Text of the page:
The three levels of municipalities in Calendor are cities, towns, and villages. The cities contain 14.6 million of the 54.0 million inhabitants of Calendor, equivalent to roughly 1/4 of the population. The four cities in the Vale contain 6.7 million people, leaving 13.3 million in 64 English earldoms with an average population of 210,000. The four cities in the Grayrike contain 3.7 million people, leaving 8.8 million in 48 Norse jarldoms with an average population of 180,000. The two cities in Glastrymore contain 2.1 million people, leaving 11.2 million in 56 Gaelic flatha with an average population of 200,000. The two cities in Carandor contain 2.1 million, leaving 6.0 million in 32 Sindar arnads with an average population of 190,000. Since 1780, the nobility has served at the will of the Crown, so the King is able to elevate and revoke noble status and land holdings at will as well as collect taxes and merge or split noble holdings. In this sense, the nobility has essentially become a class of hereditary government administrators who are forced to compete to maintain status and power.
There are a total of twelve cities, all of which exercise control over their metropolitan regions. One city, King's Landing, is administered by the Crown as the personal holding of the King. Five cities, Erikstad in the Grayrike, Stonesbury and the Southfort in the Vale, Knockinnis in Glastrymore, and Fornost in Carandor, are ducal or royal cities, governed by the representatives of the five non-English ethnic groups, respectively the Norse, Saxons, Normans, Gaels, and Sindar. The dukes are the Stones of Stonesbury, the Martins of the Southfort, and the Erainn Dukes of Knockinnis. The King in the Grayrike and the Red King of the Sindar rule the cities of Erikstad and Fornost, respectively. The remaining six cities are governed by democratically elected city council executive committees who swear allegiance, not fealty, to the Crown. Civic organization is generally coterminous with Catholic ecclesiastical jurisdictions, so each of the twelve independent cities is also coterminous with a metropolitan archdiocese supervising individual dioceses in the nearby noble territories, which are collectively known as dioceses when referring to territories of multiple ethnicities. The smallest unit of civic organization is the parish, a grouping of up to 2,000 people attending a single parish church. These units have their own elected lay councils separate from the Church hierarchy. In the diocese, these parishes also elect an individual representative to go to the diocesan council that advises the ruling noble. In the cities, these representatives come from wards of between 6 and 12 parishes to keep the number of representatives to a reasonable level. The representatives do not have collective legislative powers but can vote to send protests of city council or noble actions to the Crown.
In the diocese, settlements are split between towns and villages, distinguished by the presence of a parish church. The system is somewhat similar to the town-village municipal system in New York State, where towns are geographic subdivisions of counties and villages are incorporated settlements within the towns. In Manticore, the parish takes the function of the New York State town for a population while towns and villages are the incorporated settlements; there is one town in each parish that is home to the parish church, while villages are other settlements. Generally speaking, towns are also walled or otherwise fortified while villages are not. Most towns started life as a market or church while villages generally formed around inns or crossroads. Throughout the 18th and 19th century, standard practice for growing rural parishes was to establish missions in villages and then elevate those missions to parish status when the surrounding population was large enough. In general, only half of the population of the average parish attends Mass at the parish church. The Industrial Revolution in Manticore triggered the development of extra-urban settlements larger than a single parish, so the cities' ward structure was exported to provide for representation of the larger town as a whole. Additionally, diocesan nobles generally appointed a knightly family to administer the wards. Outside of the cities, a ward can have as few as two parishes. Relatively tight control was exercised over the movement of labor throughout the 19th and early 20th centuries, so cities grew very quickly as nobles were reluctant to release their labor force to work in the territories of competing dioceses compared to the higher-level cities. Therefore, there are very few settlements with populations between the smallest cities (Ottastrand at 500,000) and diocese capitals with less than a hundred thousand inhabitants. This distribution is not unprecedented in the real world: the Canadian providence of Alberta has the cities of Calgary and Edmonton with populations of 1.2 and 0.9 million, respectively, and the 3rd most populous city in the province is Red Deer, with a population of 100,000.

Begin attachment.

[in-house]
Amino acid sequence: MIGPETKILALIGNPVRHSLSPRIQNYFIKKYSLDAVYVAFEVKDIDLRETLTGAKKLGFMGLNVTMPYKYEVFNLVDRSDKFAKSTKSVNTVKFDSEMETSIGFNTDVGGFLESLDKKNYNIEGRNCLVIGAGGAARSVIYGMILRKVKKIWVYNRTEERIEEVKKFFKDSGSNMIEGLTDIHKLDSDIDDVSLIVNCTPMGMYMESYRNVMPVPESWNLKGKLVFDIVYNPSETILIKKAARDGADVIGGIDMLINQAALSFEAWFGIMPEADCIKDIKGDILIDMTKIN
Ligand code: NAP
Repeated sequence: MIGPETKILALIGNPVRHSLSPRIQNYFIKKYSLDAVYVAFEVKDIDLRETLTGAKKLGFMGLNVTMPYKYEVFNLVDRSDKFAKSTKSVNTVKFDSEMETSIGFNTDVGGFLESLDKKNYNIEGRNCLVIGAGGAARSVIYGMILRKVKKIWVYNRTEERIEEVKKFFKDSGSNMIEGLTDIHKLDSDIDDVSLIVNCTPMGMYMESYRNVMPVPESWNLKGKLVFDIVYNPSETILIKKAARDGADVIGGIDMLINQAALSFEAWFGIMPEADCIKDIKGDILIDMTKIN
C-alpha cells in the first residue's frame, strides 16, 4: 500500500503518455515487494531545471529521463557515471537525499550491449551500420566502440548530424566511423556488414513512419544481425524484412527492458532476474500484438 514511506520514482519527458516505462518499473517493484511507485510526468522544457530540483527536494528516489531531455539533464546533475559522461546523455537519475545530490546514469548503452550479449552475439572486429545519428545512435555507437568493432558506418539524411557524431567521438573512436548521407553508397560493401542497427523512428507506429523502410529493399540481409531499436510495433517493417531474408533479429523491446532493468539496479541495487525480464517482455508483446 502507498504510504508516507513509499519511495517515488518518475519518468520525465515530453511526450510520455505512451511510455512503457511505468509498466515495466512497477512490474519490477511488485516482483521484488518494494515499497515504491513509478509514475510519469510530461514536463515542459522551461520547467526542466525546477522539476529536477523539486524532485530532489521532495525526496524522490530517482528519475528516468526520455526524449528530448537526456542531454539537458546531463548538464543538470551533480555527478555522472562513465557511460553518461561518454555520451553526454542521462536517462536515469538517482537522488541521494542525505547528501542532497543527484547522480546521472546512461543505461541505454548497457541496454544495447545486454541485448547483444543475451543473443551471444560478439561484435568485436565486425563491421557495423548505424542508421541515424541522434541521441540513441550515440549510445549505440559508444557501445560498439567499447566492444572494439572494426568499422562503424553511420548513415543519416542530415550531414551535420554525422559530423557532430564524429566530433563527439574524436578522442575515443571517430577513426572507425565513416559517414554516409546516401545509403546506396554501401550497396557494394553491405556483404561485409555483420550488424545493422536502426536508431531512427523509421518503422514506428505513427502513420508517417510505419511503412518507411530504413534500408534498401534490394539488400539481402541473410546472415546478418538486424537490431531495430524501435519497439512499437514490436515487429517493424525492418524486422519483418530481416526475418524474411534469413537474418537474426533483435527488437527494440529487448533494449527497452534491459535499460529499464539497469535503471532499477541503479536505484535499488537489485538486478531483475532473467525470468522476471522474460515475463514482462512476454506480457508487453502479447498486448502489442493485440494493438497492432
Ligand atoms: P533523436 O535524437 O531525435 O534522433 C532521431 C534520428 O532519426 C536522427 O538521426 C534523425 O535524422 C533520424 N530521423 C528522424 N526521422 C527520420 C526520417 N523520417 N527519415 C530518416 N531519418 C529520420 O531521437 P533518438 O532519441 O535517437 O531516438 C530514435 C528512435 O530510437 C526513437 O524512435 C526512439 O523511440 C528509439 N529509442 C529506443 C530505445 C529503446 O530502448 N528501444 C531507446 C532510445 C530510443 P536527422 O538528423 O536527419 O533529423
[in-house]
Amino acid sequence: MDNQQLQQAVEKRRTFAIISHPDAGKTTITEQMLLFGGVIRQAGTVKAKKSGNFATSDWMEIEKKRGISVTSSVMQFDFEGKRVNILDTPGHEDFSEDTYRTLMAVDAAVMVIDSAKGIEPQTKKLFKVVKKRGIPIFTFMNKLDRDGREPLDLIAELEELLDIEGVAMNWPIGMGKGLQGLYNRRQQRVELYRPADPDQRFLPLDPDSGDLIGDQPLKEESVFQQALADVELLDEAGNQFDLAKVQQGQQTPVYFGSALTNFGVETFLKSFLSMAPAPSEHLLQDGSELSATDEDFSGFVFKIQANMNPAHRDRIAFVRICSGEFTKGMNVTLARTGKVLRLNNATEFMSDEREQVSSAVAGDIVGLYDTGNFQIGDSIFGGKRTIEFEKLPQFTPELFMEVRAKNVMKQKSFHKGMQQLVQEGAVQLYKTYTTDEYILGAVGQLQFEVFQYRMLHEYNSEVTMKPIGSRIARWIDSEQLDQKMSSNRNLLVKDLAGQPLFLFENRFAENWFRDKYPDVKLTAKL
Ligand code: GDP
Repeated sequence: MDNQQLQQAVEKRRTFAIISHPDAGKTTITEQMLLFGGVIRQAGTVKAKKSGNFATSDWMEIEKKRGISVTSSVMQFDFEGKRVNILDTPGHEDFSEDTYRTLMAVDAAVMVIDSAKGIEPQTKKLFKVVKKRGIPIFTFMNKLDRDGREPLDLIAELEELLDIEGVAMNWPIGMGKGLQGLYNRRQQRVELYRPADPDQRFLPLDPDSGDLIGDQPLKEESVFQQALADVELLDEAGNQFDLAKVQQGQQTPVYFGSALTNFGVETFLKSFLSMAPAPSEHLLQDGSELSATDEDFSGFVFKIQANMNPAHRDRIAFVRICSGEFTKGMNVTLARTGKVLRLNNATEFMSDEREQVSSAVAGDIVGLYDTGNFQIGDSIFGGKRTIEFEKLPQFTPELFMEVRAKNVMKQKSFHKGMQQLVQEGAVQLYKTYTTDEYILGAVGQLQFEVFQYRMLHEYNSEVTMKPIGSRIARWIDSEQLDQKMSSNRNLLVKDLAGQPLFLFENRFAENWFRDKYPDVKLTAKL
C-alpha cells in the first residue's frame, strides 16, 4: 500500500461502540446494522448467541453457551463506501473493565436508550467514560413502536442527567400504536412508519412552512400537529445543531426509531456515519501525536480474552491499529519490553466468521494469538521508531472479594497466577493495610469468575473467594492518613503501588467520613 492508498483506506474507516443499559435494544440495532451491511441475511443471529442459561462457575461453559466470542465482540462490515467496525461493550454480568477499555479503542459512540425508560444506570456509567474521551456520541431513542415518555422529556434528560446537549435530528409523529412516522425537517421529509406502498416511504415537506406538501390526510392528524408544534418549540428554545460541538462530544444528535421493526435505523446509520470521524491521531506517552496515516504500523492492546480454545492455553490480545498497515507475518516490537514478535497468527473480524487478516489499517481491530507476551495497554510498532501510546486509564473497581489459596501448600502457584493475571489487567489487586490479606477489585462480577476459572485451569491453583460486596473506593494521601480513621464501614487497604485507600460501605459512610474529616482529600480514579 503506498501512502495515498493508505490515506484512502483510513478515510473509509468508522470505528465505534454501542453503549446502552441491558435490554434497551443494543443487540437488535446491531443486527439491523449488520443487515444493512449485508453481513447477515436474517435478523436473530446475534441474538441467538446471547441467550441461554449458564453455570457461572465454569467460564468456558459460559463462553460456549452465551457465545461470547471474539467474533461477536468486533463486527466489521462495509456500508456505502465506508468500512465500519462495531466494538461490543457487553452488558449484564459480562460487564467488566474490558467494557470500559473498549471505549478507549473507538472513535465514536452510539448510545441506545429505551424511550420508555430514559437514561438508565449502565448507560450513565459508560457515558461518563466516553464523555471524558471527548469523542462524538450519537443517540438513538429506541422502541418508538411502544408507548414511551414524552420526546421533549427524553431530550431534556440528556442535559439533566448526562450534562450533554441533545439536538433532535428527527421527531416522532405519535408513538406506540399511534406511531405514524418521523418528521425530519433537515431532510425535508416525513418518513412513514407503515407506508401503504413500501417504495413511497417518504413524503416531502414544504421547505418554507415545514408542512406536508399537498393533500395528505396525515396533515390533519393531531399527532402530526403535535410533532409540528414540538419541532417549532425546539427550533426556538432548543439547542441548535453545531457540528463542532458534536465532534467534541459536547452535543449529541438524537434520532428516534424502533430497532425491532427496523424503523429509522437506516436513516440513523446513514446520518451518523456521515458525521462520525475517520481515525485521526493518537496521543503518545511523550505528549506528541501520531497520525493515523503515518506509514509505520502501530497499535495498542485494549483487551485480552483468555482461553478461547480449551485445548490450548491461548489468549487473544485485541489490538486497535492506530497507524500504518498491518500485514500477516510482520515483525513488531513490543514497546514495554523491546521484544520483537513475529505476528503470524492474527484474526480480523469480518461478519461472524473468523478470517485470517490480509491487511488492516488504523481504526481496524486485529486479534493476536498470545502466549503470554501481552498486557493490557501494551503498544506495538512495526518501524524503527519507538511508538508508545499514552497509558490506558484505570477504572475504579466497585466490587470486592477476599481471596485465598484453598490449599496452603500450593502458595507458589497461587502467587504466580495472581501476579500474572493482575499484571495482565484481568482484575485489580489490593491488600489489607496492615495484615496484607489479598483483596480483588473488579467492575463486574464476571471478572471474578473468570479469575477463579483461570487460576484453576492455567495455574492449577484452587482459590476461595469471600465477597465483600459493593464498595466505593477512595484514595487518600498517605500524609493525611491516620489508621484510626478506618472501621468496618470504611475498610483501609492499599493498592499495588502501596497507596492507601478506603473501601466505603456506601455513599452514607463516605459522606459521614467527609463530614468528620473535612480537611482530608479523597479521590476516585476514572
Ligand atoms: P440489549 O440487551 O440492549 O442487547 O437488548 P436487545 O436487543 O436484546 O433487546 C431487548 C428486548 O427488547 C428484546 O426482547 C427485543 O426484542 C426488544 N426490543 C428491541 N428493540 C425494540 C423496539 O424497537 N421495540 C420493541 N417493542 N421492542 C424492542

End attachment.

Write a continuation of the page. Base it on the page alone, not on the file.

The average size of a diocese capital is roughly 50,000, accounting for about 10 million people, while other multi-parish ward township account for another 5 million and single-parish townships account for 5 million. The population of the incorporated villages and unincorporated areas is roughly 20 million, equivalent to an urbanization rate of 63%. The population of the dioceses, roughly 40 million, is split up into 20,000 parishes. The diocesan capitals account for 5,000 parishes, the ward townships for 2,500, and the towns and parishes for the remaining 12,500. The average ward township includes four parishes with a population of 8,000, and there are roughly three of these per diocese.